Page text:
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J Pediatr. 2004 Aug;145(2):164-71.

Mechanism of cerebral edema in children with diabetic ketoacidosis.

Author information

1
Department of Pediatrics, Division of Emergency Medicine, University of California, Davis School of Medicine, Sacramento, California 95817, USA. nsglaser@ucdavis.edu

Abstract

OBJECTIVES:

Cerebral edema during diabetic ketoacidosis (DKA) has been attributed to osmotic cellular swelling during treatment. We evaluated cerebral water distribution and cerebral perfusion during DKA treatment in children.

STUDY DESIGN:

We imaged 14 children during DKA treatment and after recovery, using both diffusion and perfusion weighted magnetic resonance imaging (MRI). We assessed the apparent diffusion coefficients (ADCs) and measures reflecting cerebral perfusion.

RESULTS:

The ADC was significantly elevated during DKA treatment (indicating increased water diffusion) in all regions except the occipital gray matter. Mean reductions in the ADC from initial to postrecovery MRI were: basal ganglia 4.7 +/- 2.5 x 10(-5) mm(2)/s (P=.002), thalamus 3.7 +/- 2.8 x 10(-5) mm(2)/s, (P=.002), periaqueductal gray matter 4.3 +/- 5.1 x 10(-5) mm(2)/s (P=.03), and frontal white matter 2.0 +/- 3.1 x 10(-5) mm(2)/s (P=.03). In contrast, the ADC in the occipital gray matter increased significantly from the initial to postrecovery MRI (mean increase 3.9 +/- 3.9 x 10(-5) mm(2)/s, P=.004). Perfusion MRI during DKA treatment revealed significantly shorter mean transit times (MTTs) and higher peak tracer concentrations, possibly indicating increased cerebral blood flow (CBF).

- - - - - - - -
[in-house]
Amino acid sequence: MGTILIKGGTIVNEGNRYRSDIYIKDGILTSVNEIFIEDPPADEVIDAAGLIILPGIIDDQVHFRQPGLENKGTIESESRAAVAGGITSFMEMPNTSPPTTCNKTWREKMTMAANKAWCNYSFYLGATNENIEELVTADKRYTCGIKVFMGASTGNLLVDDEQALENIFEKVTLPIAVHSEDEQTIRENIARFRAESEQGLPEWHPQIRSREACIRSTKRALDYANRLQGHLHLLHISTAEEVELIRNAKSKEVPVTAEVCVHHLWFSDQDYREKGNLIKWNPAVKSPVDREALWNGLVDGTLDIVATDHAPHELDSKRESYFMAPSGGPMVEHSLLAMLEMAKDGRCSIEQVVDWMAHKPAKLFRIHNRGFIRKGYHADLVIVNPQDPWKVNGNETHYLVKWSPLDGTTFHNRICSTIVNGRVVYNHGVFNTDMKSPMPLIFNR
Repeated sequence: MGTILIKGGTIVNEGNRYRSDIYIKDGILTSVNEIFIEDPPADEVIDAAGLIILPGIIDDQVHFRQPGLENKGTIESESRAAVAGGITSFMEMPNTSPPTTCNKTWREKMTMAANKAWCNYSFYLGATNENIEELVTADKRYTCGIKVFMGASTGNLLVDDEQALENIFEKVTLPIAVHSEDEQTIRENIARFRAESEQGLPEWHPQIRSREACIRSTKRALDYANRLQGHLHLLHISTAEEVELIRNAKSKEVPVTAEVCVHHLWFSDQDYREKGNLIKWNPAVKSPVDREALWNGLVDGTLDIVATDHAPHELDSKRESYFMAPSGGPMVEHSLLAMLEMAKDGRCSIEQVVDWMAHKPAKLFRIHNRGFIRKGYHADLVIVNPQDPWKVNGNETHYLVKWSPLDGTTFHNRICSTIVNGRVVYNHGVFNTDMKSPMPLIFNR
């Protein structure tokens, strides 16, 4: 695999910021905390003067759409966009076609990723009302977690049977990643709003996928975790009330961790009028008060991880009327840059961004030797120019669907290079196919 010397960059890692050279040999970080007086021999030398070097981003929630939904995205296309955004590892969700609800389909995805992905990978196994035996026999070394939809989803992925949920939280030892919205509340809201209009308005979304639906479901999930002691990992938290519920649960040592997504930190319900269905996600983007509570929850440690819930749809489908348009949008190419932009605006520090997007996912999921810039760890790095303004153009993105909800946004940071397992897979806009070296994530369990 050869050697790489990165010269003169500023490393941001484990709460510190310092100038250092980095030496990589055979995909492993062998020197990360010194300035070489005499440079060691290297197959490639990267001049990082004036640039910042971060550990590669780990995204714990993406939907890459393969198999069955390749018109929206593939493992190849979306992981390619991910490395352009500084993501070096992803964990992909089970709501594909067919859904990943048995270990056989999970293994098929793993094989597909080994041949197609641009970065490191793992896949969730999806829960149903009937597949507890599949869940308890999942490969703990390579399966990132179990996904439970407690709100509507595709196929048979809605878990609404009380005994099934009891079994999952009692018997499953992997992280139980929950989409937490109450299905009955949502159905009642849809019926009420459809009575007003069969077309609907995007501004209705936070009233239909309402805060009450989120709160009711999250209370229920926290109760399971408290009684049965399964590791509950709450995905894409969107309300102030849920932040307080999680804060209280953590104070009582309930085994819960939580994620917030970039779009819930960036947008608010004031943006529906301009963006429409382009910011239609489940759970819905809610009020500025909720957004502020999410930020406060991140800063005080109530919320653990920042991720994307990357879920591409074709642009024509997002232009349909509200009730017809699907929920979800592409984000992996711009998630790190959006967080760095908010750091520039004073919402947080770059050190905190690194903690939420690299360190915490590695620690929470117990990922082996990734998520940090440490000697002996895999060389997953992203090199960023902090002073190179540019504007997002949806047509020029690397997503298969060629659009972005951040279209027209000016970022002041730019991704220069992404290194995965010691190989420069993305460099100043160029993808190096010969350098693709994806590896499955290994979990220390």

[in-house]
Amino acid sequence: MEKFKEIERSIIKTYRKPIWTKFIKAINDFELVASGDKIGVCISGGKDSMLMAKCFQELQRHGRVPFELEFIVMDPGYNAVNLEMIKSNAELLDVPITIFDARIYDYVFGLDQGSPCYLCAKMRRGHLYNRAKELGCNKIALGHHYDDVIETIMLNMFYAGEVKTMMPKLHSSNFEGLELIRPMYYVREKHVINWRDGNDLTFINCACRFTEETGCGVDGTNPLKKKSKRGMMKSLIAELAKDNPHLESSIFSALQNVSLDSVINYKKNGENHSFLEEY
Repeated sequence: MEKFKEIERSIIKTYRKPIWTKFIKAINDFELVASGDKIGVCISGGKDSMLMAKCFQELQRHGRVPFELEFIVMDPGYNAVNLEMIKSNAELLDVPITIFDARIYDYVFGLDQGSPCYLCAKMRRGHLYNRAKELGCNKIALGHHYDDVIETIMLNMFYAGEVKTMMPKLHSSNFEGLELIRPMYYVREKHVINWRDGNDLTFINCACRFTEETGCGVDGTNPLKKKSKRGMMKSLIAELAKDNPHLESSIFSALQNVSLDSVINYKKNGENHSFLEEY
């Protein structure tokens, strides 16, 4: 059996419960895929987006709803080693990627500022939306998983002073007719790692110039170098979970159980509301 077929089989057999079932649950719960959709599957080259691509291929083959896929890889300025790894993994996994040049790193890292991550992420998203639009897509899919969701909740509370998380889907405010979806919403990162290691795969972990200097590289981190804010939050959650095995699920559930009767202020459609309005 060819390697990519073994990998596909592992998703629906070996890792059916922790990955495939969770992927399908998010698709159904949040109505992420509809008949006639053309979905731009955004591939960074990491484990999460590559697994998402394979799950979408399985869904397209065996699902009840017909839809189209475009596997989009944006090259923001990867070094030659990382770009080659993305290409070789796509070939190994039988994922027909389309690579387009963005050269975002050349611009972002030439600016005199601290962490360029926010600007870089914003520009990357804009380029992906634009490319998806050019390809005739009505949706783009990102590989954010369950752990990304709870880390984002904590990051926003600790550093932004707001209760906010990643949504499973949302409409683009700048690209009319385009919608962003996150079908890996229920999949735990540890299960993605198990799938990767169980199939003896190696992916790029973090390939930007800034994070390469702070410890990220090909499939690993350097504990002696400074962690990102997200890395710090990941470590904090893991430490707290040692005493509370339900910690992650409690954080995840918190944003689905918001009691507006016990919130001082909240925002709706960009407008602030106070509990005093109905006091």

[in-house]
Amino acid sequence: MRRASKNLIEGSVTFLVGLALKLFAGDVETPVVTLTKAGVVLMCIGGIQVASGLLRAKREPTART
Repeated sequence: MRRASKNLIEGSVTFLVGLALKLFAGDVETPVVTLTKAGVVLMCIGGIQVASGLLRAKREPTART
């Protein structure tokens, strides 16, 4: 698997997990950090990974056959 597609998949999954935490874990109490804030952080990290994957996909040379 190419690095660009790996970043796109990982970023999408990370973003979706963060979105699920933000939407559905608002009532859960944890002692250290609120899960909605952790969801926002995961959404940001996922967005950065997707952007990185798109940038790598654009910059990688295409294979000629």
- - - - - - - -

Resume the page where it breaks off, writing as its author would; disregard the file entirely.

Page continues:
CONCLUSIONS:

Elevated ADC values during DKA treatment suggests a vasogenic process as the predominant mechanism of edema formation rather than osmotic cellular swelling.

PMID:
15289761
DOI:
10.1016/j.jpeds.2004.03.045
[Indexed for MEDLINE]

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